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1/25/2018 7:38:29 AM
Posted: 5/25/2003 6:31:56 PM EST
[Last Edit: 5/25/2003 6:41:20 PM EST by FireControlman]
Another one of my GO NAVY posts. Here we go again, same ole song again: The Navy-Marine Corps Team [img]http://www.news.navy.mil/management/photodb/webphoto/web_030514-N-5024R-001.jpg[/img] The Fitz-Bradshaw racing team pit crew prepare the U.S. Navy sponsored, Busch series race car for qualifying trials. [img]http://www.news.navy.mil/management/photodb/webphoto/web_030523-N-5862D-158.jpg[/img] At sea aboard USS Constellation (CV 64) May 20, 2003 -- An SH-60 Seahawk helicopter attached to the “Golden Falcons” of Helicopter Anti-submarine Squadron Two (HS-2) slows down to lower it's rescue swimmer while the destroyer USS Milius (DDG-69) sails in the background. The Constellation Carrier Strike Force is returning home from deployment in which it supported Operations Southern Watch, Enduring Freedom and Iraqi Freedom. [img]http://www.news.navy.mil/management/photodb/webphoto/web_030520-N-0295M-009.jpg[/img]
Link Posted: 5/25/2003 6:35:09 PM EST
Now thats MAR#AT. Great pics. Jason
Link Posted: 5/25/2003 6:39:56 PM EST
[Last Edit: 5/25/2003 6:42:41 PM EST by FireControlman]
Hope you ladies enjoy the pics Al Kut, Iraq (May 4, 2003) -- Engineering Aide 2nd Class Ji Lee from Alexandria, Va., hands out candy to local children from within the Al Kut Cemetery. U.S. Navy Seabees from Naval Mobile Construction Battalion One Thirty Three (NMCB-133) are restoring the cemetery that is the resting place of British soldiers who died during World War One. The project shows respect for the families of our comrades who fought beside us in recent operations. NMCB-133 is in Iraq to provide construction support and provide humanitarian aid to the people of Iraq. [img]http://www.news.navy.mil/management/photodb/webphoto/web_030504-N-2517J-002.jpg[/img] Force Protection, why does this look so familiar to me [img]http://www.news.navy.mil/management/photodb/webphoto/web_010912-N-1205P-242.jpg[/img]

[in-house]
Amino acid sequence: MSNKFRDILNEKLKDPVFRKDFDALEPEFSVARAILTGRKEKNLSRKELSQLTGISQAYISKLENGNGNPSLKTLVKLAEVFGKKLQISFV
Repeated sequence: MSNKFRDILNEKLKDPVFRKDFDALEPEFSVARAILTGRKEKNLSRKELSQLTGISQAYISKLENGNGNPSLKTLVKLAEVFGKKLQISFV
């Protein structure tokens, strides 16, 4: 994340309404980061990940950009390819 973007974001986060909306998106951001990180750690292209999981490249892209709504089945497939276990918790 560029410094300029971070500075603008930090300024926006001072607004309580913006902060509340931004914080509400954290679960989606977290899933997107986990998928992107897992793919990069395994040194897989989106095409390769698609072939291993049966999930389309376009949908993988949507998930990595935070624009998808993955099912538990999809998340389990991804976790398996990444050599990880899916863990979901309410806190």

Link Posted: 5/25/2003 6:44:39 PM EST
Cool pics. Thanks
Link Posted: 5/25/2003 6:51:23 PM EST
[Last Edit: 5/25/2003 6:54:51 PM EST by FireControlman]
One of the more important evolutions of the day : Chaplains baptize a Sailor in a Joint Directional Attack Munitions (JDAM) crate in the hanger bay of USS Harry S. Truman (CVN 75). [img]http://www.news.navy.mil/management/photodb/webphoto/web_030326-N-9964S-016.jpg[/img] The 76mm rapid-fire gun aboard the guided missile frigate USS Sides (FFG 14) is fired at the destroyer Towers (DDG 9) during a live fire sinking exercise (SINKEX) conducted off the California coast. Using decommissioned ships for live-fire operations gives ships’ crews the experience of launching operational weapons and honing their war-fighting skills. The decommissioned ships are first made environmentally safe prior to towing and sinking in safe waters off prospective coastlines. Ultimately, the Towers will serve as a man-made reef for marine life in the area. [img]http://www.news.navy.mil/management/photodb/webphoto/web_021009-N-8590B-003.jpg[/img] more??
Link Posted: 5/25/2003 6:56:42 PM EST
I sailed with the Towers, when I was on the USS Berkeley DDG-15. Makes me kinda sad........ [usa]
Link Posted: 5/25/2003 7:35:48 PM EST